Sometimes the most important stories are worth the wait.
This was the case for Numbers Game, an investigative series the King’s School of Journalism released last week in conjunction with the Chronicle Herald.
Numbers Game is a dive into video lottery terminals (VLTs) and the harm they’ve caused gamblers in the 31 years since they were introduced. The series is the culmination of two years’ work, started by the journalism school’s investigative workshop back in 2020. Led by Associate Professor Fred Vallance-Jones, the series explores how the government is aware of these machines’ risks and their disproportionate damage, but does little.
“They know they’re running a product that is damaging its customers when used as directed,” Vallance Jones says.
Among the data used to anchor the series: the government acknowledges that 10 per cent who play are considered “problem gamblers” and 35 per cent are at risk of developing a problem, While only six or seven per cent of adults play, the annual revenue VLTs bring in is around $100 million.
The government’s plan has been to gradually phase out VLTs. Every time a business closes, the VLTs in the business close down too. But, as the series uncovered, this hasn’t exactly been the case.
“The question the story raises is ultimately, is it okay to do extreme damage to a relatively small group in our society?” Vallance-Jones says. “These 10 per cent of people who play, maybe 5000 people, are we comfortable with taking their life savings and money that might have gone to their kids, to raise all this money which essentially just replaces tax revenue?”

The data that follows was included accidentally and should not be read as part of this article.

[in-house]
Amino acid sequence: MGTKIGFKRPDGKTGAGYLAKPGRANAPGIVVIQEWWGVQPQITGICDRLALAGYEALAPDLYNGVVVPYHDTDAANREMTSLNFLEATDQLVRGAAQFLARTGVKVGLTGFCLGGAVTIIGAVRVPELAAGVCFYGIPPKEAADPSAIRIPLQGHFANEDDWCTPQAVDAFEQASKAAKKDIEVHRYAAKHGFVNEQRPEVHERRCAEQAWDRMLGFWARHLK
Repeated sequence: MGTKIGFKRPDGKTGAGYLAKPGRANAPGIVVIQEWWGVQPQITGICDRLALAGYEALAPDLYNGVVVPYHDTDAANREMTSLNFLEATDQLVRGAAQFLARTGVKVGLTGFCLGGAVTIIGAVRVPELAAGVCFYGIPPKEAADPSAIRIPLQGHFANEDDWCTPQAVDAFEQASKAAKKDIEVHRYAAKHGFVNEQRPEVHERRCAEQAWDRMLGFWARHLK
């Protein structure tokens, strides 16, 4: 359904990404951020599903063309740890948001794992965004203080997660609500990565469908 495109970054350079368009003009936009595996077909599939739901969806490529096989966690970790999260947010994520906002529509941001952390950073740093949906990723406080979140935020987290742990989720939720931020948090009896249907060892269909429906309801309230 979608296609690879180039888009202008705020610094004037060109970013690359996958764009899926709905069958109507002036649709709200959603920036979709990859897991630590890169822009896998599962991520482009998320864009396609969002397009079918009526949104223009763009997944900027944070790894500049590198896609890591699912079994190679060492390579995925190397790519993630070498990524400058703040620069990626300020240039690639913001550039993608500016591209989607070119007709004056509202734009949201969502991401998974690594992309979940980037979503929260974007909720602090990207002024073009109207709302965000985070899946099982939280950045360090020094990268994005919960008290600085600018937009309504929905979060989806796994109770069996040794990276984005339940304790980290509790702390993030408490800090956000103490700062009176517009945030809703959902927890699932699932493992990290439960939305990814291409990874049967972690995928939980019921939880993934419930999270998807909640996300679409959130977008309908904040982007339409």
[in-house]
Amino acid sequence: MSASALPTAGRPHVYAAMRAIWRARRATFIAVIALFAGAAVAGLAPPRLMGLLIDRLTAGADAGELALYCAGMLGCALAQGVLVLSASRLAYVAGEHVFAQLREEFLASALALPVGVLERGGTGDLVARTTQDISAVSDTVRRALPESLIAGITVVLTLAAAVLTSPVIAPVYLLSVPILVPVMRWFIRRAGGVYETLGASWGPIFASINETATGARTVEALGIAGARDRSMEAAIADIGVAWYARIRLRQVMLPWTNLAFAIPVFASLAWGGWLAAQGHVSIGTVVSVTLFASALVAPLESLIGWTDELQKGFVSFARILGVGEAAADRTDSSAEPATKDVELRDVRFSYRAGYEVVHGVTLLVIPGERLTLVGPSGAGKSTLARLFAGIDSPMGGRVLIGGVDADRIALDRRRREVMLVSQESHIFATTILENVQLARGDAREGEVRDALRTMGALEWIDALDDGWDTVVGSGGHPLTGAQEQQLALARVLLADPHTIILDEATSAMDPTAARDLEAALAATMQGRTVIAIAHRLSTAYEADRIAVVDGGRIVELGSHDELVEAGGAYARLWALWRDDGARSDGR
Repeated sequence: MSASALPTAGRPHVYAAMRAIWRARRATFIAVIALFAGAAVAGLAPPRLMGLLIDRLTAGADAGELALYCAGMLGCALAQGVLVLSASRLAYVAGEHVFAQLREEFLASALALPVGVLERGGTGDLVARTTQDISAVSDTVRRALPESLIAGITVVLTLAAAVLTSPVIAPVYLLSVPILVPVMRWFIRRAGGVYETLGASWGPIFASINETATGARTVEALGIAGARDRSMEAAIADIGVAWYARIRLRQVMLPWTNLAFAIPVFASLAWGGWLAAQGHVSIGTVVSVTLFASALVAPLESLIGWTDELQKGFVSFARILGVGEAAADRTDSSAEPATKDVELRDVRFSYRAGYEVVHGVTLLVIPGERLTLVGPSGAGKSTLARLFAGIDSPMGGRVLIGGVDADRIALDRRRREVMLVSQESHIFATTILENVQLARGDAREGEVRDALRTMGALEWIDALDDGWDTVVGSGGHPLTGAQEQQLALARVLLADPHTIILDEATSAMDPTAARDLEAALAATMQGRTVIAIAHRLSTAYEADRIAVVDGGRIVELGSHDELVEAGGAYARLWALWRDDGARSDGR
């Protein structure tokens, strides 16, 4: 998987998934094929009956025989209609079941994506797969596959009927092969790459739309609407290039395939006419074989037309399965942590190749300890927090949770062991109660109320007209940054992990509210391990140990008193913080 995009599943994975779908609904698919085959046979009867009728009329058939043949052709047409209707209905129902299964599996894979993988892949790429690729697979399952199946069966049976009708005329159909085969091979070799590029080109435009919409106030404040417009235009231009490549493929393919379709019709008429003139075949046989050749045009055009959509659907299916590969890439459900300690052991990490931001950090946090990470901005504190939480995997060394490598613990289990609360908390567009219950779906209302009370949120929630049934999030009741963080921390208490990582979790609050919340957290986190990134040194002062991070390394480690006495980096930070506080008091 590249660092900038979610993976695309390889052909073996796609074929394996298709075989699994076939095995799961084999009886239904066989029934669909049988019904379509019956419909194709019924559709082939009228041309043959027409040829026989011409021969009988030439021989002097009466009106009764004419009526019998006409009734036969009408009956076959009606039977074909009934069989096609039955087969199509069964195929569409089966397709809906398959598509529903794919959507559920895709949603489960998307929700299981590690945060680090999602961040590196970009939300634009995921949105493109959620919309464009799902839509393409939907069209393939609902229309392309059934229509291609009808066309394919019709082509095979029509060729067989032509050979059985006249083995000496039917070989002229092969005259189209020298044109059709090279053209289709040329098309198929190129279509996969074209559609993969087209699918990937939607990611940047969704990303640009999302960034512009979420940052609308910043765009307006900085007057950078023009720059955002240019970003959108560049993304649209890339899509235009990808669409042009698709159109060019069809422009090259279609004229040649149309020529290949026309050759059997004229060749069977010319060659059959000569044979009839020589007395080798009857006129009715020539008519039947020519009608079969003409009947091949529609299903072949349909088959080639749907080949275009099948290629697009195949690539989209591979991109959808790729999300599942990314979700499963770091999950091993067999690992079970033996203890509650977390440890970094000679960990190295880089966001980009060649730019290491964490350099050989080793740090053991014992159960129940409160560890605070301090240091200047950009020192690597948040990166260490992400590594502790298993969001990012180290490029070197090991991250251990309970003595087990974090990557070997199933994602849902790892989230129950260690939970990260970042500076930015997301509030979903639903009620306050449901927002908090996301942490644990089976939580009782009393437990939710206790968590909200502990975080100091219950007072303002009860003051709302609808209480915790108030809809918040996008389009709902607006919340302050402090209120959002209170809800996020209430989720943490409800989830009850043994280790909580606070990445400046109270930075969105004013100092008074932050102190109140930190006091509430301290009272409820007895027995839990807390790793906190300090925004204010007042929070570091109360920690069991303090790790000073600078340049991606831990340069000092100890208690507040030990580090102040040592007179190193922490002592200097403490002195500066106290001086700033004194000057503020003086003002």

While the story itself leaves no stone unturned, the process to get to that point was not without setbacks.
The class originally chose the project as a 10-year follow-up to an investigation into VLTs the workshop did in 2010.
“We got a list of all the VLTs from the end of 2019, a list of [how many were at each establishment],” Vallance-Jones recalls. “And then a group in the class—the data group—started to compare that with a list from 2010, and that’s when all these patterns started to jump out…It was great work, fantastic work. And then Covid hit.”
The group tried to build back their momentum during online classes, but with all the external uncertainties everyone was facing, they were ultimately forced to put the project on hold.
Vallance-Jones picked it back up during the summer a few months later, hiring Josh Hoffman— a rising fourth-year bachelor of journalism (honours) student at the time—to resume the investigation. With not much else going on, they were able to put a lot of focus into the project.
“We filed all these [freedom of information requests] to the gaming corporation and various provincial departments,” he explains. “We thought we were going to publish in the fall, but then online teaching took over and it went on the shelf.”
Progress resumed again in summer 2021. Because so much time had passed, Vallance-Jones and Hoffman had to go through and reach out to everyone they’d interviewed, to make sure the information was still relevant.
Finally, two years after its conception, the story was published.
Vallance-Jones remarks that this project not only reflects the dedication of the journalists involved, it also shows the importance of local reporting.
“It’s an interesting thing, because [VLTs have] become so normalized now. Most people don’t think about them anymore…” he says. “One of the roles of investigative journalism is to go out and tell those public interest stories that aren’t being written about.”
Read the full project here.